Although Reuters says it’s unclear how wide-ranging the probe is, the news agency details a range of concerns over animal welfare raised in interviews with more than 20 current and former Neuralink employees. These include reports that, in one experiment, 25 out of 60 pigs allegedly had the wrong size of device installed as part of a study, while on another occasion, two separate pigs had devices installed on the wrong vertebra, leading to one needing to be euthanized to end its suffering. 

Staffers are reportedly pushed to meet ambitious deadlines

Neuralink’s aim is to develop ways for the human brain to interface directly with computers to help treat a range of neurological conditions and even help paralyzed people walk. So far, the company has made a number of public demonstrations of its technology being used by animals, including showing a monkey playing Pong with its brain and another typing on a computer using an implant.

It is common for animals used in scientific tests to be killed after experiments are completed so that their autopsies can provide further data. But current and former Neuralink employees interviewed by Reuters said that testing mistakes can lead to excess deaths by requiring tests to be repeated. They can also make the resulting data less accurate. Reuters reports that Neuralink has killed around 1,500 animals since 2018.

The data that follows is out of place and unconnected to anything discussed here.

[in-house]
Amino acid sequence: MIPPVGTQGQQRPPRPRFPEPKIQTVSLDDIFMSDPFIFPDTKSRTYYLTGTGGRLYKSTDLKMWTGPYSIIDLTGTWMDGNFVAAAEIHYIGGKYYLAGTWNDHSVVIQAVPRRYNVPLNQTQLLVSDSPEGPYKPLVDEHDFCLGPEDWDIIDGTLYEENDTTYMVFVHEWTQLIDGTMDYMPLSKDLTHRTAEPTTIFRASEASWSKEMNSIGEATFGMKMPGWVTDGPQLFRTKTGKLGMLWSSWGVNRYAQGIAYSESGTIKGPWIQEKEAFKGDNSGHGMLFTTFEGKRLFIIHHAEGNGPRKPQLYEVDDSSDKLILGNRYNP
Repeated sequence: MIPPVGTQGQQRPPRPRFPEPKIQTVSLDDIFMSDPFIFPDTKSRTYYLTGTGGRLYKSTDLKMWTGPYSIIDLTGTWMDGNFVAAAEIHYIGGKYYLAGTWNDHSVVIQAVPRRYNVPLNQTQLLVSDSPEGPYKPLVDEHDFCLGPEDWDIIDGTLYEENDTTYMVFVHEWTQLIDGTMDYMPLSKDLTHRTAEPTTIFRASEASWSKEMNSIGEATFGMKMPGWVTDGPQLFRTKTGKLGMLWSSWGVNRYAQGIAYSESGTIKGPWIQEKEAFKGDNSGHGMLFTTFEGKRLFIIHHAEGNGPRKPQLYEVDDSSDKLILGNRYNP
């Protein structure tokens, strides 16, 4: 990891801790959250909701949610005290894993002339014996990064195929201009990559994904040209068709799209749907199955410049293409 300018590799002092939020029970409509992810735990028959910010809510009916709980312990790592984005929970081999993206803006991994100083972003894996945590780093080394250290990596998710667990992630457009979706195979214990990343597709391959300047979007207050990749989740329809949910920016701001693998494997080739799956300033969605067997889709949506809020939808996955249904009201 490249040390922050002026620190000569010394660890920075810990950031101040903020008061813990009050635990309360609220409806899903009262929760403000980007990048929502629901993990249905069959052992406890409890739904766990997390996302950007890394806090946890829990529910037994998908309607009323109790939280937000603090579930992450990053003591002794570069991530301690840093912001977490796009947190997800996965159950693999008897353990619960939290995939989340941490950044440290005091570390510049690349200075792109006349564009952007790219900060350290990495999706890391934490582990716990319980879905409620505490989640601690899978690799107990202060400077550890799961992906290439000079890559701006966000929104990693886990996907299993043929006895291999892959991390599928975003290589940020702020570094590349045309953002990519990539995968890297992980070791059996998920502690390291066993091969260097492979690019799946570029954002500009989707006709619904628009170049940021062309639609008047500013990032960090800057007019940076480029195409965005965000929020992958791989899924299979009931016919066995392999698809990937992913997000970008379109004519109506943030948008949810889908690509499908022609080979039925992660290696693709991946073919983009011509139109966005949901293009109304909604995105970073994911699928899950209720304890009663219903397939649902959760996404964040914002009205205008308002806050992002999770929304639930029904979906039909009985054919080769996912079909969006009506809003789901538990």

None of this is firm evidence of wrongdoing (and Reuters notes that Neuralink has passed all USDA inspections), but employees have reportedly raised concerns internally that Musk’s drive for quick progress has created an environment filled with what Reuters calls “under-prepared and over-stressed staffers scrambling to meet deadlines.” Musk’s attempts to motivate employees to work faster reportedly include telling staff to imagine they have a bomb strapped to their heads. Reuters says the CEO also wrote in an email in February this year, “In general, we are simply not moving fast enough. It is driving me nuts!”

Publicly, Musk has been bullish about the potential for Neuralink to start human trials in the near future. At a recent event, the Tesla and now Twitter CEO said that he hoped to install the device in a human’s head within the next six months. Musk previously said he hoped to start human trials in 2020 and then in 2022.

Neuralink has faced criticism for its treatment of animals before. Earlier this year, a nonprofit called the Physicians Committee for Responsible Medicine (PCRM), which is against the use of animals in medical experiments, alleged that, in a study funded by Neuralink, scientists at the University of California, Davis treated monkeys involved in one of its experiments inhumanely. Neuralink responded to the allegations, saying that “the facilities and care at UC Davis did and continue to meet federally mandated standards.” 

Neuralink did not respond to The Verge’s request for comment. Reuters’ report is well worth reading in its entirety. 

Read the full article here

Continue Reading


Subscribe to our newsletter to get the latest news directly to your inbox.